Cover image for Personal Names in Early Neo-Babylonian Legal and Administrative Tablets, 747-626 B.C.E. By John P. Nielsen

Personal Names in Early Neo-Babylonian Legal and Administrative Tablets, 747-626 B.C.E.

John P. Nielsen

BUY

$59.50 | Paperback Edition
ISBN: 978-1-57506-389-8

432 pages
10" × 7"
2015

Nisaba

Personal Names in Early Neo-Babylonian Legal and Administrative Tablets, 747-626 B.C.E.

John P. Nielsen

The period between the accession of Nabonasser, in 747 B.C.E., and the accession of Nabopolasser, in 625 B.C.E., was a period of significant stability for the city of Babylon, due in large part to the projection of Assyrian power in the region. During this transitional period, increased economic activity throughout Babylonia resulted in an increase in the amount of written evidence. And the legal and administrative texts that have thus far come to light are, in the words of J. A. Brinkman, “a mine of information for researchers interested in demography, social institutions, economic history, and even ancient technology.” In this volume, John Nielsen provides an index of the personal names found on texts from this period. As such, the index is a valuable supplement to the Prosopography of the Neo-Assyrian Empire project (Helsinki). Information presented in the book is modeled on the Helsinki project’s publications. The index includes comprehensive cross-references to the CAD, Stamm’s Namengebung, the Helsinki PNAE indexes, Hölscher’s Personennamen, and Knut Tallqvist’s Neubabylonisch Namenbuch. Nielsen’s prosopographical index adds a major new resource to the study of the Neo-Babylonian period.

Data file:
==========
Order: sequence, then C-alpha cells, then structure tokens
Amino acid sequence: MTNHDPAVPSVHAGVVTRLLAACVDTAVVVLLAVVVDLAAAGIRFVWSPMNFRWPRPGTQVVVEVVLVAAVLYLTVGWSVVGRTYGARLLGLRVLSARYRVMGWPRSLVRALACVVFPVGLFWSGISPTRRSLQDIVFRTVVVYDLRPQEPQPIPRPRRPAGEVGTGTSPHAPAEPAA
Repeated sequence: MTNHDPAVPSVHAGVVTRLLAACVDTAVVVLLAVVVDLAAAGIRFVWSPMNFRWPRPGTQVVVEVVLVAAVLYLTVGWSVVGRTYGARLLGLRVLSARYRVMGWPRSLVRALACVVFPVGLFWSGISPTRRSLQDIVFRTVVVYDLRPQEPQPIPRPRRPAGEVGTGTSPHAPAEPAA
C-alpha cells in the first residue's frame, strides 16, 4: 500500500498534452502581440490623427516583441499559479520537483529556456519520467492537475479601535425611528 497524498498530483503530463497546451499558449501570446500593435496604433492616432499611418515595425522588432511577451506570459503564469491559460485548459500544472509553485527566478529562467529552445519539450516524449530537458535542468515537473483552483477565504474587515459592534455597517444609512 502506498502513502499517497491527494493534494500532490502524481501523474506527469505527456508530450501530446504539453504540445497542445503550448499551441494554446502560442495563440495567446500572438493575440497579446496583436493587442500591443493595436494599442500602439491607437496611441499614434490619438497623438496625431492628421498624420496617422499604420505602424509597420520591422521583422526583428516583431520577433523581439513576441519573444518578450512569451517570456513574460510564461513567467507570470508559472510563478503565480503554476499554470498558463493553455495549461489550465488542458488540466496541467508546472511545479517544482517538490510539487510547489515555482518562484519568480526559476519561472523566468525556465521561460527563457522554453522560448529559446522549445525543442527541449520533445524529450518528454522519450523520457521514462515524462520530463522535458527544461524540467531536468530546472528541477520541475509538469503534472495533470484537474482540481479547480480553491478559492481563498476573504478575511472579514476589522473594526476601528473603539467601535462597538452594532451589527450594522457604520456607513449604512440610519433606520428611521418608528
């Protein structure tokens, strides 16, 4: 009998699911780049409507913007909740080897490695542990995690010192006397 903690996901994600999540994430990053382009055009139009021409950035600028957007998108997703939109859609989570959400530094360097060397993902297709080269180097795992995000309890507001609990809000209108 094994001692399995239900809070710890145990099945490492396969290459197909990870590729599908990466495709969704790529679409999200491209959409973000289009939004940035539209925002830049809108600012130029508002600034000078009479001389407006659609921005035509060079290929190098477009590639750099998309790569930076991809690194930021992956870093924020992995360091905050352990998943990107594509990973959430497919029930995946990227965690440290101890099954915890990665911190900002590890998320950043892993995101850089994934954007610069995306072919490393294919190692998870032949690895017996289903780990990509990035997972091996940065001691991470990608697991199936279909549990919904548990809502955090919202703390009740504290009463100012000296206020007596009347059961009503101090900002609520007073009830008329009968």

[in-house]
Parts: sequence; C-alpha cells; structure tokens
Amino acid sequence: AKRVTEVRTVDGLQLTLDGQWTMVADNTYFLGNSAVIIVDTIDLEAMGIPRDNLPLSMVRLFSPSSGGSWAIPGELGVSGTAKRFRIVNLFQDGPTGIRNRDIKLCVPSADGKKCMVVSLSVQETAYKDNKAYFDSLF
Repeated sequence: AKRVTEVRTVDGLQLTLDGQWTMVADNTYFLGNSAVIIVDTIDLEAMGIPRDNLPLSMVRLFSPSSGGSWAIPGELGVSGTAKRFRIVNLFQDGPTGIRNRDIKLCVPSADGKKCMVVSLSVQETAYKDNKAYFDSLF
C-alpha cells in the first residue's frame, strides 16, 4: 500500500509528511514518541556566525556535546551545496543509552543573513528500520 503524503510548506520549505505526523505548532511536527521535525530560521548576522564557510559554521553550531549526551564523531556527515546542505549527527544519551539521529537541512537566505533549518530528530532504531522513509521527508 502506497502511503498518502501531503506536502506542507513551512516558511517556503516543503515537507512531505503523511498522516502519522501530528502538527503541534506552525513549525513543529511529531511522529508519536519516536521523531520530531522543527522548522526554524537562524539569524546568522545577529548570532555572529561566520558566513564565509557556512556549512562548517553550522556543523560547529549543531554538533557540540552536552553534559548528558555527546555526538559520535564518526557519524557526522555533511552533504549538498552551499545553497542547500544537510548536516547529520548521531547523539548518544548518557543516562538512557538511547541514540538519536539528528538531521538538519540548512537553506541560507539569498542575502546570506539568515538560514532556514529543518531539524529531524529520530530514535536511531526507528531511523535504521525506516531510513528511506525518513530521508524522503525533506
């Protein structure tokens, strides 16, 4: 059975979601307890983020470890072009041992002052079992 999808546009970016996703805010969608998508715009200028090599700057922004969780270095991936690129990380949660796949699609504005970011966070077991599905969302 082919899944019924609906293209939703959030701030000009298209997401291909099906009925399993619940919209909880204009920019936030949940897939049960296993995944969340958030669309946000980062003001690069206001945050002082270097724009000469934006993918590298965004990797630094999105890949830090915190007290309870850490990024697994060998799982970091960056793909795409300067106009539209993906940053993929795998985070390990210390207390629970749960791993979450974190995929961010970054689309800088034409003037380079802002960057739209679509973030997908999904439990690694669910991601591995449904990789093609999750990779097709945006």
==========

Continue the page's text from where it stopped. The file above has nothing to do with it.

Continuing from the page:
• Description
The period between the accession of Nabonasser, in 747 B.C.E., and the accession of Nabopolasser, in 625 B.C.E., was a period of significant stability for the city of Babylon, due in large part to the projection of Assyrian power in the region. During this transitional period, increased economic activity throughout Babylonia resulted in an increase in the amount of written evidence. And the legal and administrative texts that have thus far come to light are, in the words of J. A. Brinkman, “a mine of information for researchers interested in demography, social institutions, economic history, and even ancient technology.” In this volume, John Nielsen provides an index of the personal names found on texts from this period. As such, the index is a valuable supplement to the Prosopography of the Neo-Assyrian Empire project (Helsinki). Information presented in the book is modeled on the Helsinki project’s publications. The index includes comprehensive cross-references to the CAD, Stamm’s Namengebung, the Helsinki PNAE indexes, Hölscher’s Personennamen, and Knut Tallqvist’s Neubabylonisch Namenbuch. Nielsen’s prosopographical index adds a major new resource to the study of the Neo-Babylonian period.

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